12 Responses to Canada Geese from protected to pest

  1. pdm says:

    Canada Geese are a problem on the Isle Of Lewis in Scotland where I am pretty sure they are also protected. There are scarecrows everywhere as they decimate crops aand the growig season is short enough anyway.


  2. Fredinthegrass says:

    Off thread Rg.
    I would be interested in your opinion re Canada Geese.
    On a lake near us in the Rangitikei a good friend told me he had just seen 4 Canada Geese, and he was quite excited.I suggested he might consider getting rid of them while the number was so low.
    He laughed, and said they would not be a problem.
    Last year I asked him about his geese population.
    Hp would ban me if I printed his reply!
    The tally he thought would be in excess of 600 and the damage to the lake water quality – not to mention his pasture and crops – was massive.
    I rested my case!


  3. dutchie down south says:

    didn’t you know that RG is the cuckoo under the bloggers?
    Like a true cuckoo he keeps his own blog squeaky clean with la di da photos of a dandelion and crocuses but hijacks everybody else their blog


  4. robertguyton says:

    ‘squeaky clean with la di da photos’ – that would mean that the link I ‘hijacked this thread’ with must lead to a ‘la di da’ photo of a flower – so what’s the problem with that Dutchie?
    The Federated Farmers’ response to the Waituna Lagoon issue is, to use your words, la di da, as in ‘heads in the clouds’, ‘cuckoo land’. David Rose’s comments challenging the science are irresponsible in the extreme.


  5. robertguyton says:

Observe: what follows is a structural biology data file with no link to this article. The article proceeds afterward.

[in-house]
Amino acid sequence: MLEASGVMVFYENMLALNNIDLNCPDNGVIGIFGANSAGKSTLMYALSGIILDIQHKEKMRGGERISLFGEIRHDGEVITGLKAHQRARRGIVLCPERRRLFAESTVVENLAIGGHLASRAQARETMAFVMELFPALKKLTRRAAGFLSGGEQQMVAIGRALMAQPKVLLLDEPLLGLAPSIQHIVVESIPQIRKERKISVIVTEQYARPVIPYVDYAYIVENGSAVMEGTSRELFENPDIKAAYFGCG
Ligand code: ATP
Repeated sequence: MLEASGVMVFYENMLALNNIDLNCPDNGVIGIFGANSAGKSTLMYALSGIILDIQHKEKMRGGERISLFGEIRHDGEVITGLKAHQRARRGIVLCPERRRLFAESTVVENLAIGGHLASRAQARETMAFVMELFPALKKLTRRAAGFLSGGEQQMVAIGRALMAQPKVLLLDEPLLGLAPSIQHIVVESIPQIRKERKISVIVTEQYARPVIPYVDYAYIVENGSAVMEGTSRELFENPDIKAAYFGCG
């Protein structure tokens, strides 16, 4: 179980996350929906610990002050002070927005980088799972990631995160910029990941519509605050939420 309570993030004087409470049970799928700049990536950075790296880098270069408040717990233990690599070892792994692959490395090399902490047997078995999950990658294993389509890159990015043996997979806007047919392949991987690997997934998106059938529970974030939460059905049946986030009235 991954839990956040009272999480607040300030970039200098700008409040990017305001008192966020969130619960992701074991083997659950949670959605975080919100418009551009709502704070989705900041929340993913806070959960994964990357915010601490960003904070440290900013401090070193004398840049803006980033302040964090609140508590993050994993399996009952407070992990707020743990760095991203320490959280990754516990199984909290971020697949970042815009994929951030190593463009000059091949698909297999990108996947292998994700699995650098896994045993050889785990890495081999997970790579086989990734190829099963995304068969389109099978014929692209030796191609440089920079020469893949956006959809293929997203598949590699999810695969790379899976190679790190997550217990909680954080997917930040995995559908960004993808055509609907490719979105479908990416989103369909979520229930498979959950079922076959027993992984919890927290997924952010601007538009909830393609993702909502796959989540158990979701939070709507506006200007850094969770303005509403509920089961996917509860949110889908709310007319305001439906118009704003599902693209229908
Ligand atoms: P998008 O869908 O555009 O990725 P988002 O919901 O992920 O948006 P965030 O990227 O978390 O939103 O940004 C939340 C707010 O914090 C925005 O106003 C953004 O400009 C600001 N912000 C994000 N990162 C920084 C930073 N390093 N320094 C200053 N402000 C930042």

Fred – I’ve no experience with Canada geese or the issue they are central to, so I can’t comment.


  6. Fredinthegrass says:

    Appreciate your frankness, Rg.
    I have considerable second hand experience having many farmer friends in Canterbury.
    One episode that comes to mind – the farmer is drilling seed and looks around to see Canada geese following the drill eating the seed as he planted it.
    Infuriated, he follows the rules and rings the appropriate authority to be told they could possibly organise a ‘legal’ shoot that evening, or maybe tomorrow.
    Not impressed, he retaliated with – “it will take me 10 minutes to assemble my gun and a further 10 to reach the offending flock. I am leaving now”. With that he put the phone down.
    Some 15 shooters made it within the half hour.
    An unnecessary slaughter took place that could have been avoided if Fish and Game had allowed the proper measures to be taken years earlier.
    It is this sort of frustration, Rg, that infuriates farmers.
    The geese have a huge effect on environment and income.


  7. robertguyton says:

    I can understand the frustration Fred – my own grain sowing effort always inviolve some snarling at the passerines!
    Do geese dibble-down into the drilled earth to get buried seed? I lost a whole potato crop (special purple variety) to geese one year. Ate well though.


  8. Fredinthegrass says:

    Dibble they do,Rg. Glad to see the spuds were not lost completely!


  9. robertguyton says:

    I did a little research fred, and the issue seems to be site-specific – the high country farmers like to be able to shoot on site, the lowland farmers happy to have F&G manage the issue through their levy. In Southland, numbers are controlled, in the high country, not so. Seems to me a blanket solution has been applied where a bio-region-appropriate one would have been better but no worries, seems the ratepayer will foot the bill if the regional councils have to step in to control the pest, as seems likely. Our own council is making preparations already – including the bird in it’s pest hit-list.


  10. Fredinthegrass says:

    All very true, Rg, but the cost to ratepayers is far greater than it need have been if advice, and action, had been taken earlier.
    A case of the horse and the stable door!!